Rep. Diane Black, R-Tenn., addresses a Tennessee Right to Life Rally on Jan. 19 in Nashville, Tenn. / John Partipilo, The Tennessean
NASHVILLE, Tenn. - Lawyers for a Catholic hospital in Colorado were "morally wrong" to claim that fetuses are not people, hospital officials said.
Jeremy Stodghill, whose 31-year-old wife, Lori, died in 2006 at St. Thomas More Hospital in Cañon City, Colo., raised the issue of whether a fetus is a person in a wrongful death lawsuit.
Lori Stodghill was seven months pregnant with twins at the time. The suit claims the hospital failed to perform an emergency cesarean section to save the fetuses.
Lawyers for the Englewood, Colo.-based Catholic Health Initiatives, which owns St. Thomas More, cited Colorado's Wrongful Death Act in their defense.
That was a mistake, the hospital chain said Monday.
"That law does not consider fetuses to be persons, which directly contradicts the moral teachings of the church," the statement said.
The hospital's legal claims caused controversy when they became public last week. At the time Catholic leaders were preparing to take part in the annual March for Life against abortion in the nation's capital.
The Colorado case has national significance because Catholic dioceses in New York, Pennsylvania and Tennessee are suing the federal government over a contraceptive mandate for employers included in the Affordable Care Act. Those Catholic groups say the mandate violates their beliefs about the sanctity of life.
Last week, hospital officials met with the three Catholic bishops of Colorado over the controversy.
After the meetings, hospital leaders said they would abide by Catholic teaching that life is sacred from the moment of conception.
"It is an unfortunate and regrettable point of fact that Colorado law, as it now stands, fails to adequately protect the rights of the unborn," the statement said.
Hospital leaders said they would no longer use rely on the legal defense that fetuses are not people under the law. They and the bishops said that staff at the hospital provided Lori Stodghill with exceptional care and were not negligent.
Two Colorado judges have ruled in the past that the hospital was not liable. The case is on appeal to the Colorado Supreme Court.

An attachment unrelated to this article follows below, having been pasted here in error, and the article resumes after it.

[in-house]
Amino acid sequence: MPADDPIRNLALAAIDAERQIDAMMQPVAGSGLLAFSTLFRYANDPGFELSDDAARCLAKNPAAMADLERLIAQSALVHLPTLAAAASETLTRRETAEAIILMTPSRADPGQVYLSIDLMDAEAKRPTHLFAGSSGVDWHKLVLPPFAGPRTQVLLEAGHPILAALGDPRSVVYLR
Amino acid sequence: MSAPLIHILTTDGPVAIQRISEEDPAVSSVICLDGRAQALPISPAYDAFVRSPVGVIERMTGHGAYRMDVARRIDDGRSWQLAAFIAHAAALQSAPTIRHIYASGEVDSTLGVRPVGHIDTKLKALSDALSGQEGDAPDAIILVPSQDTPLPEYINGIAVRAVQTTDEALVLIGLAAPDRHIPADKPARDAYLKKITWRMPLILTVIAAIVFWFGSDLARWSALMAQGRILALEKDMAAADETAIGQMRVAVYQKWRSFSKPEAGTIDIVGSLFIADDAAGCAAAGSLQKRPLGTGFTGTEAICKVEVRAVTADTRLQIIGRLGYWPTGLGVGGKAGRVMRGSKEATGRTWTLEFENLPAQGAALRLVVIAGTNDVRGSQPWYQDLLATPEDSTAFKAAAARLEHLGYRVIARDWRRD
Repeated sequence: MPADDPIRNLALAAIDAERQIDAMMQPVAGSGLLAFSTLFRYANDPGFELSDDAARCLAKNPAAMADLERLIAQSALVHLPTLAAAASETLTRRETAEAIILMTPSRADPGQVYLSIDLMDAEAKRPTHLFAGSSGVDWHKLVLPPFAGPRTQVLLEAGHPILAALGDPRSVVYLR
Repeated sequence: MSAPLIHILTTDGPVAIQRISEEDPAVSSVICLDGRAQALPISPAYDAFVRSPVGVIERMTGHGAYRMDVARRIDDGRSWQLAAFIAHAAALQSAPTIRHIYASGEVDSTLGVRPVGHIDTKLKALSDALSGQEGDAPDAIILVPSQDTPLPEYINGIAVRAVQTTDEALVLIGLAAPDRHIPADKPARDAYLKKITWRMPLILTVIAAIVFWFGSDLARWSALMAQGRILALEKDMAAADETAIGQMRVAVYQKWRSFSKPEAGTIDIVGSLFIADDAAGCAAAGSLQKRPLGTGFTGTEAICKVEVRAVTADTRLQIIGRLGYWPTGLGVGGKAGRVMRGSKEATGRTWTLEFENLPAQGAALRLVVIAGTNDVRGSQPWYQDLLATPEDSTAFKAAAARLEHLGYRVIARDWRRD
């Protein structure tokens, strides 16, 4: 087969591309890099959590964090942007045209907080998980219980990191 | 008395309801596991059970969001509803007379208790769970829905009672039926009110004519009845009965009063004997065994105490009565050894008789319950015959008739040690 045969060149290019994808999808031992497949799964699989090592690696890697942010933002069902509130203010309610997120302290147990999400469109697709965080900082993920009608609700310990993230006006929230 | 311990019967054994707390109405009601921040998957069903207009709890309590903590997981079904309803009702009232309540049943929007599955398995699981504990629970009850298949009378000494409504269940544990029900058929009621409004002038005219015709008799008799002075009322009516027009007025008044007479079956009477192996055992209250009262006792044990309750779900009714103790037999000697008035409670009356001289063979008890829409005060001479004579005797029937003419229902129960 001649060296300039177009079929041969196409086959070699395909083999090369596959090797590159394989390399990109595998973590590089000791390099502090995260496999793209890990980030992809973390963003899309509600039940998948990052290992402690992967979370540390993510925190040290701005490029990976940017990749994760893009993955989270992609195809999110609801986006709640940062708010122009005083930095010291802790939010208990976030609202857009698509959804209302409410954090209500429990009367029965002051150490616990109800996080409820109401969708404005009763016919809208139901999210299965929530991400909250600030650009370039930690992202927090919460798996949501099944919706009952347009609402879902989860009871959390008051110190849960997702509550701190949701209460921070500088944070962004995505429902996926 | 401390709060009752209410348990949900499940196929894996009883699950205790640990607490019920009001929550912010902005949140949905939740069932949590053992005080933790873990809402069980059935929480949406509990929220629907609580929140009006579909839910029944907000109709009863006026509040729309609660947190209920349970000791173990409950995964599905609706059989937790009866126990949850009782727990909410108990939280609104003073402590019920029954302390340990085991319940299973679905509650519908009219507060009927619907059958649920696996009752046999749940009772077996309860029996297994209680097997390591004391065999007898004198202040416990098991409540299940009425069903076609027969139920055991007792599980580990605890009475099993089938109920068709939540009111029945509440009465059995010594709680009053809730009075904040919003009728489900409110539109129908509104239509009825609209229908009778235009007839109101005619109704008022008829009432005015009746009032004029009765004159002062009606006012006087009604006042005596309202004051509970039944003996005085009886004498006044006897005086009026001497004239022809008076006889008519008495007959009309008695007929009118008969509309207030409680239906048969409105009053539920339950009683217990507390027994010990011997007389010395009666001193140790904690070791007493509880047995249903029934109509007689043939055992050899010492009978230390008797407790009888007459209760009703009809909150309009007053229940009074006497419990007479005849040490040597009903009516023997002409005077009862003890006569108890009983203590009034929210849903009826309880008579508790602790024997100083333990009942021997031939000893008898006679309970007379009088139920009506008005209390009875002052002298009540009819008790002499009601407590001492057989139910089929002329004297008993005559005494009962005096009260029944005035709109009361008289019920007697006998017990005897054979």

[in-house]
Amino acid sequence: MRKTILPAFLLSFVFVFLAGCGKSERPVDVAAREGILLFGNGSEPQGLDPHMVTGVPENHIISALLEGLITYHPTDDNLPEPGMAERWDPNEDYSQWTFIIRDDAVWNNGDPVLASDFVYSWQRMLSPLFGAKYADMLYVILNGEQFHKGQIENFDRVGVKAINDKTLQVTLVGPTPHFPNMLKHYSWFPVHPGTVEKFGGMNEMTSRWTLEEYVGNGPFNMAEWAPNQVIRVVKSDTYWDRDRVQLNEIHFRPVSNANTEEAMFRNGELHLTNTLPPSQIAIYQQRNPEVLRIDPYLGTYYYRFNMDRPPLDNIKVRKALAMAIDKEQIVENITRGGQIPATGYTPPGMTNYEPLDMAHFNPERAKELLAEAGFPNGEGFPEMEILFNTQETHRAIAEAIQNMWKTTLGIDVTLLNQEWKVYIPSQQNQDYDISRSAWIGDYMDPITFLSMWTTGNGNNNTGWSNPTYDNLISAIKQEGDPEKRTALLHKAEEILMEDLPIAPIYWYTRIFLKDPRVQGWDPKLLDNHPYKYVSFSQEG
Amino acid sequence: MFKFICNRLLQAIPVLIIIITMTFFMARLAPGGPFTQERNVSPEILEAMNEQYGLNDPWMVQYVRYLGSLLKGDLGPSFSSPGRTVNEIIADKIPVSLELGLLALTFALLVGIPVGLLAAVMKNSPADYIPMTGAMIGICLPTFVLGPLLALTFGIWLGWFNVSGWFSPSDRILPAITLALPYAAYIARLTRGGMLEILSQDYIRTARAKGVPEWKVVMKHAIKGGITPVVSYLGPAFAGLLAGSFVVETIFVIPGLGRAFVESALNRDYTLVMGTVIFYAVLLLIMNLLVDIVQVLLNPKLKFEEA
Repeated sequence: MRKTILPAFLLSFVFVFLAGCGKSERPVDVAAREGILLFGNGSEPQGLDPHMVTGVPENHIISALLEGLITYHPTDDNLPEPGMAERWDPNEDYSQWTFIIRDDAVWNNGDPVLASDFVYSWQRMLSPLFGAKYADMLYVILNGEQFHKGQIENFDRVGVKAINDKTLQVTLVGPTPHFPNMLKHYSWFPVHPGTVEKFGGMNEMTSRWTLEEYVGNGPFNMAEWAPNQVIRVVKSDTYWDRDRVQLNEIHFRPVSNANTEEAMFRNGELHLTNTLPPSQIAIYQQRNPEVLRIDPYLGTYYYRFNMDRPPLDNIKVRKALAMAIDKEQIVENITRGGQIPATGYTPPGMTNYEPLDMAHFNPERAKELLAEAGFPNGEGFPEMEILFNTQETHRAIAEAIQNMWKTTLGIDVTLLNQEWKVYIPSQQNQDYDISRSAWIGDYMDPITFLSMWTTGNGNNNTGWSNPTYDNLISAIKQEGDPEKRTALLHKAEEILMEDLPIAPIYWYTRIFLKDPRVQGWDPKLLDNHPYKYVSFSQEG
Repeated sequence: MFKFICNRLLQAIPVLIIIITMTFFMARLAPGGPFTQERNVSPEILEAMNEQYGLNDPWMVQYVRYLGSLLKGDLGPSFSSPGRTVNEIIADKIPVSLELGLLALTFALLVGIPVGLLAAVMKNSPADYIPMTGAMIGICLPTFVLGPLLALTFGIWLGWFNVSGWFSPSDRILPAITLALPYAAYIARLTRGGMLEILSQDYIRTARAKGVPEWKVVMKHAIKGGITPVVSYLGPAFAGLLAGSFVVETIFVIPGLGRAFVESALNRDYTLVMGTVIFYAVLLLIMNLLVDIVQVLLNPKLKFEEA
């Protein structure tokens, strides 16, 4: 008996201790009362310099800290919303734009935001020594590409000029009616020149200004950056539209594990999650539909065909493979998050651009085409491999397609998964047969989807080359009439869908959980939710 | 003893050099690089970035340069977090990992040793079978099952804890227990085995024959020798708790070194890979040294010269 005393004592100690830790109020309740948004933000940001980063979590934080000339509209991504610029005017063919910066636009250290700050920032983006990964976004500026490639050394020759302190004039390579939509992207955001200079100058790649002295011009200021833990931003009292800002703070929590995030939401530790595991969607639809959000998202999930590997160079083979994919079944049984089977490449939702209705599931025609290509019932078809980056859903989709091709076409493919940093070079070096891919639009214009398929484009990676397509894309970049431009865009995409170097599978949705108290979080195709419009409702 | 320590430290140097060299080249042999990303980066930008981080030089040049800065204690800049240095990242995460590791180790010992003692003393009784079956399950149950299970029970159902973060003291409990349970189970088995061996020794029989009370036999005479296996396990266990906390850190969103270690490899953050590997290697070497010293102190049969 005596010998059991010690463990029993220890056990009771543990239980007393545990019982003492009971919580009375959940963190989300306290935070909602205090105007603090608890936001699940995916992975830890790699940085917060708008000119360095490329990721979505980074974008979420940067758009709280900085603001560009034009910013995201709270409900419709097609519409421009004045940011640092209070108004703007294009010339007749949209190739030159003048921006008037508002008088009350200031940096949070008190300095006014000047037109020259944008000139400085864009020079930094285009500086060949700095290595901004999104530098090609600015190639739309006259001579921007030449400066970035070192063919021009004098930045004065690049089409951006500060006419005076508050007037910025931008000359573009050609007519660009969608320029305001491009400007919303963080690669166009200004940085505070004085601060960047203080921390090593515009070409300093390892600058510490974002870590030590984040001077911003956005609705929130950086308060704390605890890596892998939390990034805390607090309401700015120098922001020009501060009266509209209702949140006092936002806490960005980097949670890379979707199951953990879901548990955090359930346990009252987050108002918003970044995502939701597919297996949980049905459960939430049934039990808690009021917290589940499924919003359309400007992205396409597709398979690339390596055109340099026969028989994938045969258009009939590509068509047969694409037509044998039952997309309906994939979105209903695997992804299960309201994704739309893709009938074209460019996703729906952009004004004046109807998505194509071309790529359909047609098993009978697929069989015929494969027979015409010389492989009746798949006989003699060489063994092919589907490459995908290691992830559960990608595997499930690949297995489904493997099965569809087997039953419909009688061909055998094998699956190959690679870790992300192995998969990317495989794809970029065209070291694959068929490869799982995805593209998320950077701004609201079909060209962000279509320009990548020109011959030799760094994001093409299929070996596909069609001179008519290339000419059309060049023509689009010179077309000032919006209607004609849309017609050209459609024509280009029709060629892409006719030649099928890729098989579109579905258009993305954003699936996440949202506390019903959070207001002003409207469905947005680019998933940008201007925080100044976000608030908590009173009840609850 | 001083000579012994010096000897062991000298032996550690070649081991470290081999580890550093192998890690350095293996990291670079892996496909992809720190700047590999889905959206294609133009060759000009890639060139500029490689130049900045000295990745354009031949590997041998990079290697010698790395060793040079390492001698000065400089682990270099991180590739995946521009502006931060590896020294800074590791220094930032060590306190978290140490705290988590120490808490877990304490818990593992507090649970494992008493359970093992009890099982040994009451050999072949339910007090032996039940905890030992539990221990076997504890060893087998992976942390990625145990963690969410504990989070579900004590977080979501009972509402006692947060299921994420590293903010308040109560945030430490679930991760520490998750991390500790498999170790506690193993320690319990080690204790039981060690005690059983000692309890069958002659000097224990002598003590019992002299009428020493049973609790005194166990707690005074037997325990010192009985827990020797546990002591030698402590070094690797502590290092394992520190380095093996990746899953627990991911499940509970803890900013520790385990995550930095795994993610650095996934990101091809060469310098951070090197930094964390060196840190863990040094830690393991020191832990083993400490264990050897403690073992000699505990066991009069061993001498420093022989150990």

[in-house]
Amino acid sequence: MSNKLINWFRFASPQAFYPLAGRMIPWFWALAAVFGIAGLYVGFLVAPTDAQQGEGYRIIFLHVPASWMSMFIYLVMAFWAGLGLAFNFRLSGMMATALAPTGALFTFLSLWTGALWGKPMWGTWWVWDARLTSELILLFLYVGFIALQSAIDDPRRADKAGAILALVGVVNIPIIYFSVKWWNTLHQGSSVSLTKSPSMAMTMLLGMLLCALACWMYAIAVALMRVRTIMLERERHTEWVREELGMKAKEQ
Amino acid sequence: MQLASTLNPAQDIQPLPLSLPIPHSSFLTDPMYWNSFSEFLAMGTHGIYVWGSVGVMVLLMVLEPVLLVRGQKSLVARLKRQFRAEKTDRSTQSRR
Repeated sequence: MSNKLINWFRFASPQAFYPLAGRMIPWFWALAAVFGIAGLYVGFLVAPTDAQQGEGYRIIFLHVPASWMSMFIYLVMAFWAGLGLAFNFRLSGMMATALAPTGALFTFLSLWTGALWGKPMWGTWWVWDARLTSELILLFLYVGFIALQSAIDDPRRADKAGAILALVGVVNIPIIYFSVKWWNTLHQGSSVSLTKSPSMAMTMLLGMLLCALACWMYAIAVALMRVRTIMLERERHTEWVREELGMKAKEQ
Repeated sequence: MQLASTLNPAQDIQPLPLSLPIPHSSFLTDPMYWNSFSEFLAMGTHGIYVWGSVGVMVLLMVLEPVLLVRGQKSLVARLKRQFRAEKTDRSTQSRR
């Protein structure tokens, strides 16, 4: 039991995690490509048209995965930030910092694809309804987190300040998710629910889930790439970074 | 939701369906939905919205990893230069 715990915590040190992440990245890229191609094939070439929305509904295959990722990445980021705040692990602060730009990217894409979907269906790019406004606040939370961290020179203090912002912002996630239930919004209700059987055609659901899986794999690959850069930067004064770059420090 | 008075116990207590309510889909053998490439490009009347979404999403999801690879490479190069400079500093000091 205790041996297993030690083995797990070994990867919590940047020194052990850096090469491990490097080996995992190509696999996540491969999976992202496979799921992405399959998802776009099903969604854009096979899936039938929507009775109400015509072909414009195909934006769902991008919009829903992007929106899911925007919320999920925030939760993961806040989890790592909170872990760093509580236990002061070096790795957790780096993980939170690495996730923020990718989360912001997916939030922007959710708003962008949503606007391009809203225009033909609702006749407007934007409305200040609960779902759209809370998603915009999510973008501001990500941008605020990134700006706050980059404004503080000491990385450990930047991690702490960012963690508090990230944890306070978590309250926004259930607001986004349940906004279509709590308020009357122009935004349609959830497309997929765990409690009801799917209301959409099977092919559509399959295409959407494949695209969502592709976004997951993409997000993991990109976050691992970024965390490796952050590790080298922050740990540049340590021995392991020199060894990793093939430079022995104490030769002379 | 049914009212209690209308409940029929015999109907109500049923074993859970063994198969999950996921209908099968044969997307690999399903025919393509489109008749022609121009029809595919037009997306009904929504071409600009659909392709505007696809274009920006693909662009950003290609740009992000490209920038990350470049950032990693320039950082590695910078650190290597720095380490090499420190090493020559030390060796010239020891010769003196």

Last week Southern Baptist ethicist Richard Land said the hospital failed to live up to its pro-life principles.
"There's a difference between being legal and being right," Land said. "Either a fetus is a person or it's not."
Spurred on by advancing medical technology that makes fetuses more viable, states like Colorado have tried to expand some rights to fetuses.
Miguel De La Torre, a professor at the Iliff School of Theology in Denver, noted that the church often argues for laws recognizing a fetus as a human being.
"If that legislation was to come up again, how could the Catholic church argue we should protect the rights of a fetus?" he said.
State laws vary widely. It's difficult to quantify how many states allow wrongful death lawsuits on behalf of unborn children because each state has different case law and judicial interpretation. A report from the anti-abortion Americans United for Life estimates that 38 permit such lawsuits.
According to The Guttmacher Institute, which tracks reproductive health issues, 37 states allow some form of prosecution for killing a fetus. A federal law also makes it a crime to harm a fetus while committing other federal crimes.
The debate over such measures has been especially heated in Colorado, which has long battled over the legal status of unborn children.
For example, Colorado has been ground zero for the "personhood" movement, which pushes laws that give fertilized eggs all the legal rights of human beings. Opponents warn that such laws would outlaw all forms of abortion and some types of birth control.
Contributing: The Associated Press. Bob Smietana also writes for The Tennessean in Nashville.
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